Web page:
Aim of Study: To evaluate the effect of (CO2) laser in treatment of keloid and hypertrophic scar with use of

intralesional triamcinolone acetonide (kenacort) 40 mg/ml as adjuvant therapy.

Methodology: The study was done on 22 patients in Imam al-Sadiq teaching hospital in Hilla city with

dividing the patients randomly in to two groups ,one group treated with four sessions of intralesional

corticosteroids and the second group treated with four sessions of intralesional corticosteroids with carbon

dioxide laser.

Laser Treatment For Keloid Before And After

  1. Laser treatment cannot get rid of a scar. Thanks to recent advancements in medicine, lasers are becoming a dermatologist’s go-to treatment for many scars. Laser treatment can:

Prevent a raised scar from forming after surgery

Reduce scar pain and itch

Increase your range of motion if a scar limits movement

Laser treatment can also make a scar less noticeable, but it cannot get rid of a scar. When you have laser scar treatment, you’re replacing one scar with another less-noticeable scar.

  1. Your results depend largely on the skills of the person performing the laser treatment. Dermatologists are at the forefront of researching and treating scars with lasers.

In the hands of a board-certified dermatologist, laser treatment can safely treat many types of scars.

When the person performing your laser treatment lacks medical expertise and specialized knowledge of the skin, laser treatment may not give you the results you seek. It can even be dangerous.

  1. A medical consultation is crucial before any laser treatment. If someone promises to treat your scar before providing a medical consultation, walk away.

Give your dermatologist a list of the medications and supplements you take. To heal well and prevent the laser from scarring your skin, you may need to stop taking something for a while.

Woman consulting a dermatologist
It’s essential for the person performing your laser treatment to know about you. Everyone is unique. To treat a scar effectively, the person performing your laser treatment must consider your skin type, characteristics of your scar, and your overall health.

During the medical consultation, tell your dermatologist if you:

Get cold sores

Have any medical condition, including diabetes


Take any medications or supplements

It’s also important for your dermatologist to know what results you expect from treatment. Be honest.

  1. Sun protection is crucial before and after laser treatment. If you show up for laser treatment with a tan or sunburn, your dermatologist cannot treat you. Using a laser could cause a serious burn or discolor your skin.

After having laser treatment, you’ll need to protect your skin from the sun until your skin heals. If the sun’s harmful rays hit your treated skin, you can develop another scar.

  1. You may need to make a few lifestyle changes before treatment. To heal well and get the best results from laser treatment, dermatologists recommend that patients:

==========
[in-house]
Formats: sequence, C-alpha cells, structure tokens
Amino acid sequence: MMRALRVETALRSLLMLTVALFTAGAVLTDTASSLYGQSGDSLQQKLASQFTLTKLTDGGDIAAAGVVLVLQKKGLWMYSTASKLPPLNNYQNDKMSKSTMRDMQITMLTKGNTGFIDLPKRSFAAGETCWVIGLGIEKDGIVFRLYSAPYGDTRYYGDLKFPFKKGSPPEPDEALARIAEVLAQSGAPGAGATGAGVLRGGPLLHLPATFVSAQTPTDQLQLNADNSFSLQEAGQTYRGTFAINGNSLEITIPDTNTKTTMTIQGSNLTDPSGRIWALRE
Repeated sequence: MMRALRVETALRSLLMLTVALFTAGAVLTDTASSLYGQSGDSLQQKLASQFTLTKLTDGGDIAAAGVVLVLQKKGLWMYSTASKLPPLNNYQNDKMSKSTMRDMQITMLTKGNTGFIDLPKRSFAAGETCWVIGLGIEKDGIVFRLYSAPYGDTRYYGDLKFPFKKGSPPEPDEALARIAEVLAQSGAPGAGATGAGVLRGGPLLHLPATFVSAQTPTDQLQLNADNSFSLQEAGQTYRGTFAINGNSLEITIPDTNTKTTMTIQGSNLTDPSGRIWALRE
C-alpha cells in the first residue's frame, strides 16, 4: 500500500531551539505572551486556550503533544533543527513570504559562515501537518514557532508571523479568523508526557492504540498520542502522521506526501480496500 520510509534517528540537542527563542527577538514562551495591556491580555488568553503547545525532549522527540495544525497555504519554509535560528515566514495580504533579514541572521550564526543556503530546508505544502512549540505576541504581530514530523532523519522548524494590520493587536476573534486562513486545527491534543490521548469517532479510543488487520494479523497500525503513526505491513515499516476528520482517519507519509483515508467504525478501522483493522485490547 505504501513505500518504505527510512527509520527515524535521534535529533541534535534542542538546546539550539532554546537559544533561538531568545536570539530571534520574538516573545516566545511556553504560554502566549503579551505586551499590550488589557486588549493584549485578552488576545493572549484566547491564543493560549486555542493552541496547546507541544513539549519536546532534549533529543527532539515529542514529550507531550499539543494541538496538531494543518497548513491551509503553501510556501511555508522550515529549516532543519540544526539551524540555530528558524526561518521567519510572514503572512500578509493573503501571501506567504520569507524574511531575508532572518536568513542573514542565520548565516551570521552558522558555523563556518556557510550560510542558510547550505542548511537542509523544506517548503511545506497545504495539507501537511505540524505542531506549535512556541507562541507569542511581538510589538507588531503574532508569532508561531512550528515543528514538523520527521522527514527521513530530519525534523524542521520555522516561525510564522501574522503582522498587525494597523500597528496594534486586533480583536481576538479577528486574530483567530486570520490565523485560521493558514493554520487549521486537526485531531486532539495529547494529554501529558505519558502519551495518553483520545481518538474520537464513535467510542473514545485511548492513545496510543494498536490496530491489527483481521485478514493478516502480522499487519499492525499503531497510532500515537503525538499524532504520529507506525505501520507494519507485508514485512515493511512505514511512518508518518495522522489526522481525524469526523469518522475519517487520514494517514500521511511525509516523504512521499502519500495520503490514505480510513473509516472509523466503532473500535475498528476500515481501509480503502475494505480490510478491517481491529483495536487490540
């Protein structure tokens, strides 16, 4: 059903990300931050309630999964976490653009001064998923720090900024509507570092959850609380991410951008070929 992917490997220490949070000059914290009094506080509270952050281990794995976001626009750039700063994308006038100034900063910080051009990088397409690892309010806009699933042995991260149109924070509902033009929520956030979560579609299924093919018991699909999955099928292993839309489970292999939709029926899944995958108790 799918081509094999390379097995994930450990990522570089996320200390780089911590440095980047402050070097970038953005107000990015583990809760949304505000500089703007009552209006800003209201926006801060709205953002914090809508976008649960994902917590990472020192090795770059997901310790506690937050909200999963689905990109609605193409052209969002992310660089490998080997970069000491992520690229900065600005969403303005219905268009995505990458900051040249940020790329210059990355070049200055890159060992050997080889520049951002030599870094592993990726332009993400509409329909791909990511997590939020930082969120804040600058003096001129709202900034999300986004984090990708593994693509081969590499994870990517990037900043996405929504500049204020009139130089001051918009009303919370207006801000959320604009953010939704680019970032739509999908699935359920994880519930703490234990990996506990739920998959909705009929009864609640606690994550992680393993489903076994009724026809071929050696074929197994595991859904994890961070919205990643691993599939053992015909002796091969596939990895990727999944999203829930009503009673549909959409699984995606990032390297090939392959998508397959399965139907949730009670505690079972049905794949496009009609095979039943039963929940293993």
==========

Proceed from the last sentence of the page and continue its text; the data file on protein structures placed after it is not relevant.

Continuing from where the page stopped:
Quit smoking for at least 2 weeks before laser treatment.

Stop taking vitamin E, aspirin, and other medications and supplements that can delay healing.

For two to four weeks, refrain from using skin care products that contain retinoids or glycolic acid.

Take medication to prevent getting cold sores if you’re prone to developing cold sores.

Avoid the sun, tanning bed, or sunlamp. You cannot be treated if you have a tan or sunburn.

  1. Your treatment plan may include more than laser treatment. To give patients the best results, dermatologists often use more than one treatment for scars. For example, if a patient has deep acne scars, a dermatologist may treat the scars with a laser. The patient may also get a filler.
  2. You may need more than one laser treatment. To give a patient long-lasting results and the most improvement, a dermatologist may schedule a series of laser treatments. This is often necessary when using a type of laser called a non-ablative laser. You won’t have downtime with this laser, but to see the desired results, you may need a few laser treatments.
  3. After laser treatment, you’ll need to care for the treated area at home. Following your dermatologist’s instructions for at-home care after laser treatment will help you see the best results and prevent possible side effects.
  4. Results take time to appear. It can take months to see the results from laser scar treatment, and you may notice little improvement at first.
  5. Insurance may not cover the cost. Laser scar treatment can ease the pain and itch that scars sometimes cause. If a scar limits movement, laser treatment can help you move more freely. Still, insurance providers consider laser treatments cosmetic treatments. Health insurance generally does not cover the cost of cosmetic treatments.

If you’re considering laser scar treatment, the best way to find out if it’s right for you is to meet with a board-certified dermatologist. You can find one who specializes in laser procedures at, Find a dermatologist – Select the Specialty “laser procedures”.